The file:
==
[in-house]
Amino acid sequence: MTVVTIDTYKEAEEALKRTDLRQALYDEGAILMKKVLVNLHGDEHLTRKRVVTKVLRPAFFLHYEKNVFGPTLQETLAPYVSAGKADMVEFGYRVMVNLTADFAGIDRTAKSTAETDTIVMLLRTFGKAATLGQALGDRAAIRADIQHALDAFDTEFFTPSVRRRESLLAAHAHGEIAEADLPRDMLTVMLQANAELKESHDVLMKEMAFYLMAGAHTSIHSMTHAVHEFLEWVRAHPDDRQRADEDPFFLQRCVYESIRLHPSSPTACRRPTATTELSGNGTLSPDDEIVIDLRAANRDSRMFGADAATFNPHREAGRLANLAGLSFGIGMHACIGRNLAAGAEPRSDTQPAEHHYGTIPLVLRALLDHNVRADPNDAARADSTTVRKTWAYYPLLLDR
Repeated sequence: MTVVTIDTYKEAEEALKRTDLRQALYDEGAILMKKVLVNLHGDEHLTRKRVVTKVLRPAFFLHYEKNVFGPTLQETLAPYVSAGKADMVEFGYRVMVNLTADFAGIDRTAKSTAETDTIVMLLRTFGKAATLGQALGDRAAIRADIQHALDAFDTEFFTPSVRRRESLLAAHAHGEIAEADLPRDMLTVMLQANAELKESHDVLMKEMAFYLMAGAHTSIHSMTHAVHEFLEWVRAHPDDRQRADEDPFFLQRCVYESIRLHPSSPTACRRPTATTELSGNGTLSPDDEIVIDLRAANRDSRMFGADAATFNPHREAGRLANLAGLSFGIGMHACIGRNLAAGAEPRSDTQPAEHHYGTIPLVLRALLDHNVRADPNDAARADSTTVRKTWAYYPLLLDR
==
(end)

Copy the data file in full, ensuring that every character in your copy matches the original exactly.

[in-house]
Amino acid sequence: MTVVTIDTYKEAEEALKRTDLRQALYDEGAILMKKVLVNLHGDEHLTRKRVVTKVLRPAFFLHYEKNVFGPTLQETLAPYVSAGKADMVEFGYRVMVNLTADFAGIDRTAKSTAETDTIVMLLRTFGKAATLGQALGDRAAIRADIQHALDAFDTEFFTPSVRRRESLLAAHAHGEIAEADLPRDMLTVMLQANAELKESHDVLMKEMAFYLMAGAHTSIHSMTHAVHEFLEWVRAHPDDRQRADEDPFFLQRCVYESIRLHPSSPTACRRPTATTELSGNGTLSPDDEIVIDLRAANRDSRMFGADAATFNPHREAGRLANLAGLSFGIGMHACIGRNLAAGAEPRSDTQPAEHHYGTIPLVLRALLDHNVRADPNDAARADSTTVRKTWAYYPLLLDR
Repeated sequence: MTVVTIDTYKEAEEALKRTDLRQALYDEGAILMKKVLVNLHGDEHLTRKRVVTKVLRPAFFLHYEKNVFGPTLQETLAPYVSAGKADMVEFGYRVMVNLTADFAGIDRTAKSTAETDTIVMLLRTFGKAATLGQALGDRAAIRADIQHALDAFDTEFFTPSVRRRESLLAAHAHGEIAEADLPRDMLTVMLQANAELKESHDVLMKEMAFYLMAGAHTSIHSMTHAVHEFLEWVRAHPDDRQRADEDPFFLQRCVYESIRLHPSSPTACRRPTATTELSGNGTLSPDDEIVIDLRAANRDSRMFGADAATFNPHREAGRLANLAGLSFGIGMHACIGRNLAAGAEPRSDTQPAEHHYGTIPLVLRALLDHNVRADPNDAARADSTTVRKTWAYYPLLLDR